• When left untreated, tooth decay can harm children’s quality of life and impair academic performance.
  • Moreover, parents averaged 2.5 absent days from work or school per year because of their children's dental problems.

How do we accomplish our goals?

We accomplish our goals through the following initiatives and programs:

  • Child Safety Learning Collaborative

    We partner with other federal agencies and more than 20 national organizations to reduce fatal and serious injuries among infants, children, and youth. Through the Child Safety Learning Collaborative, states and jurisdictions are working with one another to increase the adoption of evidence-based policies, programs, and practices at state and local levels.

    It supports shared improvement among Title V agencies in 15 states on the following:

    • Sudden unexpected infant deaths (SUID)
    • Bullying prevention
    • Suicide/self-harm prevention
    • Motor vehicle traffic
  • National Fetal, Infant, and Child Death Review Program
    • We fund the National Center for Fatality Review and Prevention to provide leadership, technical assistance and training to more than 1350 state and local Child Death Review (CDR) teams as well as 175 Fetal and infant mortality reviews programs (FIMRs). The Center also helps these programs facilitate the translation of recommendations from CDR and FIMR into action and practice.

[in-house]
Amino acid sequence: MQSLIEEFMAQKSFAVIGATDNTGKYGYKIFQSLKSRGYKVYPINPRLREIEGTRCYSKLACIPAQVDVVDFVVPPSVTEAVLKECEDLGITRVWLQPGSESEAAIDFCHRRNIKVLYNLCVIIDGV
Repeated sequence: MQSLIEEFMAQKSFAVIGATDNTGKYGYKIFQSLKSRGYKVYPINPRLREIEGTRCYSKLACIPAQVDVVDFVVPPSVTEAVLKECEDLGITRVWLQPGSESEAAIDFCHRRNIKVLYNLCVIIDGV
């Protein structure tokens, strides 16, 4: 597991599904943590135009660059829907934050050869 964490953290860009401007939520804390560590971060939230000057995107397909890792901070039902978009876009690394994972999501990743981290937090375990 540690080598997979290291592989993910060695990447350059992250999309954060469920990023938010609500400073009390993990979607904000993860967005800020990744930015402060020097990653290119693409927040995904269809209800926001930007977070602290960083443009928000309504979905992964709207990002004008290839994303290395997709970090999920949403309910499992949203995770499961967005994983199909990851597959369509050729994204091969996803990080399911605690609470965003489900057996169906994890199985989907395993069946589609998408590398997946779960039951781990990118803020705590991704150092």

• The Center created and maintains a standardized data collection form and a cost-free National Case Reporting System Exit Disclaimer for CDR and FIMR programs. The system contains entries on more than 230,000 child deaths from 45 states and more than 6,090 FIMR cases from 19 states. The data from these reviews provide insight into gaps in services, systems, and modifiable risk factors. This helps create and maintain risk reduction and prevention programs at the local, state and federal level.
    • The Healthy Start program also directly funds some localities to create FIMR programs to raise awareness of fetal, and infant deaths, prevent future deaths, and address emerging issues.